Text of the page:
MILAN — At Milan Fashion Week, a new desire to enjoy the simple pleasures of everyday life is emerging strongly across collections, even in the most forward-thinking brands, such as Prada and Fendi.
However, if there is someone in Milan who has always professed that belief, it’s definitely Massimo Alba, who since the founding of his brand has embraced everyday elegance as a mantra.
A designer with an innate sense of style, which isn’t only reflected in his designs but also in his gentlemanly manner and approach to interiors — his office-cum-showroom in Milan is the go-to place for creatives in search for eclectic inspiration — Alba is an enemy of seasonal trends, logos and, most of all, stereotypes.
“For me, a collection is always about a wardrobe that reflects the freedom of an individual who gets up in the morning, picks his clothes and expresses his or her personality,” said Alba during a walk-through of his latest men’s spring 2022 lineup. “Clothes are meant to give people freedom. What is absolutely crucial for me, it’s spreading the message that it’s time to break free from the diktats imposed by the fashion industry.”
Alba, who roots his collections in uncomplicated designs crafted in luxurious materials treated with dyeing and washing processes to give them a signature, almost lived-in look, also believes in fashion’s power to express emotions.
“I think there are deep feelings residing in every item. Fashion is my tool to communicate my feelings,” the designer said. For spring 2022, he explored this concept through a collaboration with artist Elena Cipriani, who created a series of prints for Alba’s signature scarves inspired by objects at the designer’s home.
“I think that at one point, all the designers should invite journalists at lunch at their own homes, since that would say much more about them than the show or the presentation during fashion week,” Alba said. “The way you decorate your home, the way you style the table, the name you give to your children…those things all say who you are, what you want to communicate to the world.”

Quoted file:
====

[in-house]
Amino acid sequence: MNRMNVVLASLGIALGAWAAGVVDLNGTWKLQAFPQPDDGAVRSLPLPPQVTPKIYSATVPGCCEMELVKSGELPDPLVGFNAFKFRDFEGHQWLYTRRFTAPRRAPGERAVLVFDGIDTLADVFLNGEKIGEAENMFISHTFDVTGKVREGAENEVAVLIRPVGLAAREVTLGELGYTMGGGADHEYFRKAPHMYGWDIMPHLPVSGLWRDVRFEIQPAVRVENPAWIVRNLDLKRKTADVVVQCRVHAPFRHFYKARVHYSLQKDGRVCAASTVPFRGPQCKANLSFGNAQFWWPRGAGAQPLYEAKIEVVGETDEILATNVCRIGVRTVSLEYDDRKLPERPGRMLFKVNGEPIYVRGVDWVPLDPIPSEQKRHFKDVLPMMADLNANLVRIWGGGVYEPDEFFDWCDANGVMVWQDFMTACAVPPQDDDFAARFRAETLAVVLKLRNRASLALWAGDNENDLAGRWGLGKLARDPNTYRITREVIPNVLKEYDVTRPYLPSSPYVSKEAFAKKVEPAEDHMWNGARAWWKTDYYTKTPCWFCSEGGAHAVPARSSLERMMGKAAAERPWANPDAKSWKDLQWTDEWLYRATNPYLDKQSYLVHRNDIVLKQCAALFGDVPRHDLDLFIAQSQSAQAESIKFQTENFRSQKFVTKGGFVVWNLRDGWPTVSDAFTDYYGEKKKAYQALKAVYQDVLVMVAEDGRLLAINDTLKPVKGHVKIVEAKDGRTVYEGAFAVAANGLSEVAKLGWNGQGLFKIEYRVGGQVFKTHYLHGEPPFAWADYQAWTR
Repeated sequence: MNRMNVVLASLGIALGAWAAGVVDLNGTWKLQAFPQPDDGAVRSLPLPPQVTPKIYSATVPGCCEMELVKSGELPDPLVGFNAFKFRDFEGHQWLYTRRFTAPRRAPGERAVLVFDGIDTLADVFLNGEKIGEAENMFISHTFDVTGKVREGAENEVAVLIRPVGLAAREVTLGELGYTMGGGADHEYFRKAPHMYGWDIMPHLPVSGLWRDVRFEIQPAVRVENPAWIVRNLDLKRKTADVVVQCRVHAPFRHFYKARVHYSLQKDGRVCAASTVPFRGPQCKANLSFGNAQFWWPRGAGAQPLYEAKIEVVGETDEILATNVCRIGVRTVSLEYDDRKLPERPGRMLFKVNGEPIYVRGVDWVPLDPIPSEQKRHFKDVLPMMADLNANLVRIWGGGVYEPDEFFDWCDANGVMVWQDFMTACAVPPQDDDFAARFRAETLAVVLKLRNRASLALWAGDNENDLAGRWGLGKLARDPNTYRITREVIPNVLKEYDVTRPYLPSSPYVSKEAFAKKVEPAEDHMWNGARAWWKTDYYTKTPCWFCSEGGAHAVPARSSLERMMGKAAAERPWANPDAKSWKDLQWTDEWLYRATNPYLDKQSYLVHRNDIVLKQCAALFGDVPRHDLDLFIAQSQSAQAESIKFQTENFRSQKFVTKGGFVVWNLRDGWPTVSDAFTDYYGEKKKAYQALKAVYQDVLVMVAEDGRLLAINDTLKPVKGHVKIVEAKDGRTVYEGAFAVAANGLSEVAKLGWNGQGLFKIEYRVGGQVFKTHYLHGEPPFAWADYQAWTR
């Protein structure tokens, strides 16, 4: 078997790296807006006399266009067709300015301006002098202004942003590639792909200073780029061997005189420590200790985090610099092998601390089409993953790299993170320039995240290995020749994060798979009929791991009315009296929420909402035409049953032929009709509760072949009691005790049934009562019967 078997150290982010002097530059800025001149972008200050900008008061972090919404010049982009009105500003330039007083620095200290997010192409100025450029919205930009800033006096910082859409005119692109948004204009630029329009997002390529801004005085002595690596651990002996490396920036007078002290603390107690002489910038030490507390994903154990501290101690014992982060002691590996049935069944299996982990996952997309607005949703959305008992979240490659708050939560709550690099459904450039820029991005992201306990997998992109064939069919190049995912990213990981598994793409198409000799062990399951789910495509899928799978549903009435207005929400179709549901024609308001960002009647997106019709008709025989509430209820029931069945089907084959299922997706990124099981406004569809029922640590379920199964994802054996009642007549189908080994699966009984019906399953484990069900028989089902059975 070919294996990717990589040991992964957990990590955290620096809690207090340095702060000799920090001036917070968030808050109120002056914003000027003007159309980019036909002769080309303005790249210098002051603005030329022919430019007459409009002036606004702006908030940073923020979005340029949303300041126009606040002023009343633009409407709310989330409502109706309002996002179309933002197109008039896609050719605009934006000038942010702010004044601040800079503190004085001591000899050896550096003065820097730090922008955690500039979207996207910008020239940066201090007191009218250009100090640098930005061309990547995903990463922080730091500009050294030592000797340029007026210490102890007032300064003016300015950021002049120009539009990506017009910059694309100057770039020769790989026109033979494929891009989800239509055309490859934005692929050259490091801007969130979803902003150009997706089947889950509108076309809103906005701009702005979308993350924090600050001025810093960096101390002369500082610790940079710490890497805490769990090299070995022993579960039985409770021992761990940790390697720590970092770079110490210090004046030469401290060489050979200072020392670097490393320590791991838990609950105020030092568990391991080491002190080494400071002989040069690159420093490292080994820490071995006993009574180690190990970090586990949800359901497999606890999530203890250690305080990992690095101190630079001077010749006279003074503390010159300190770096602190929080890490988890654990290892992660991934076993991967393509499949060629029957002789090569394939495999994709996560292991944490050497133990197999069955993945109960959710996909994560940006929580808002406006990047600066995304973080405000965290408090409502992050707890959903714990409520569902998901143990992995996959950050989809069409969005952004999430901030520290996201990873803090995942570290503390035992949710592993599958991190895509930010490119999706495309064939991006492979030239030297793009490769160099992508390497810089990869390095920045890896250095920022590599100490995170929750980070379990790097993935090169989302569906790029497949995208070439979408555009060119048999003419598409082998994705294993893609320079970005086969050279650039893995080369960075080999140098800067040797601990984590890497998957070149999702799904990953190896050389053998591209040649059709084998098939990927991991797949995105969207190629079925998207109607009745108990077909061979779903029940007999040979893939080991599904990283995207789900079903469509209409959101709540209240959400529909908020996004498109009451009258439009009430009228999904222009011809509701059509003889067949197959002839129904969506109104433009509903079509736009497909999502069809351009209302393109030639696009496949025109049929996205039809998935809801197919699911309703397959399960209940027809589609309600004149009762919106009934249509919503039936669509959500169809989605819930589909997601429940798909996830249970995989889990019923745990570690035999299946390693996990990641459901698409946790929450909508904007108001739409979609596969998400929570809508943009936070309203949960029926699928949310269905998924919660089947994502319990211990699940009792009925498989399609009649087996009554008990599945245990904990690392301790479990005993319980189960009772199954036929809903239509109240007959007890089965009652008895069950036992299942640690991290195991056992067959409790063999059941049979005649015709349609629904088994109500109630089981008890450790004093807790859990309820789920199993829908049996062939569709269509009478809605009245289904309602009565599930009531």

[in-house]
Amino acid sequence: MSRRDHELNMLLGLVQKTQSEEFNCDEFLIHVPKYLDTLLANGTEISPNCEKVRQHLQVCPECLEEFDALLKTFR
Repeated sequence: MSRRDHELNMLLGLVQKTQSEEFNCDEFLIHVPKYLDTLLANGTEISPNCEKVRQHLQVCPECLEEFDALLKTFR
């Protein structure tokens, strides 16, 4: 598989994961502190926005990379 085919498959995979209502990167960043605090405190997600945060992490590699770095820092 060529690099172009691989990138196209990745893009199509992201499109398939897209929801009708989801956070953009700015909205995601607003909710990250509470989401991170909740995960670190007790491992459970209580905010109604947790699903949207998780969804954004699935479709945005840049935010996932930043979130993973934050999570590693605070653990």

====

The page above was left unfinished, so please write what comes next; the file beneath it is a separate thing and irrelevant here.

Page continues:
Alba’s approach to work is very personal, including the opening of the brand’s fifth store, which is located in the center of Tuscany’s high-end seaside resort Forte dei Marmi.
“It has been a major effort for an independent brand to open a store there. We did everything on our own, including the furbishing…we decorated with existing tables, chairs and sofas that I had in other locations. That’s how it works when you are self-financed,” said the designer, who revealed that he is seriously considering taking on outside investment. “It’s a tough decision, since our independence has always been our biggest strength. We have five stores, which is quite incredible for a brand like ours in this economy. I didn’t come from a family with a lot of money, and everything we do, we do it with our work, our passion and effort.”
That said, the support of an investor would help Alba realize two projects that he has in mind — the opening of two international doors, one in New York and one in London.
“Opening a shop in the United States would be ideal also to have a hub for our online store there, while I would like to open in London since I think that there is room for our brand there. Actually, the first customer who made a purchase at the store in Forte dei Marmi was a British guy,” Alba said.
The designer’s dilemma resides in a sort of mistrust of the mechanism of finance applied to fashion. “The world of finance is great and very fascinating, but when it applies to the fashion industry it seems that it takes center stage, rather than putting itself at the disposal of small companies that have a chance to grow,” commented Alba.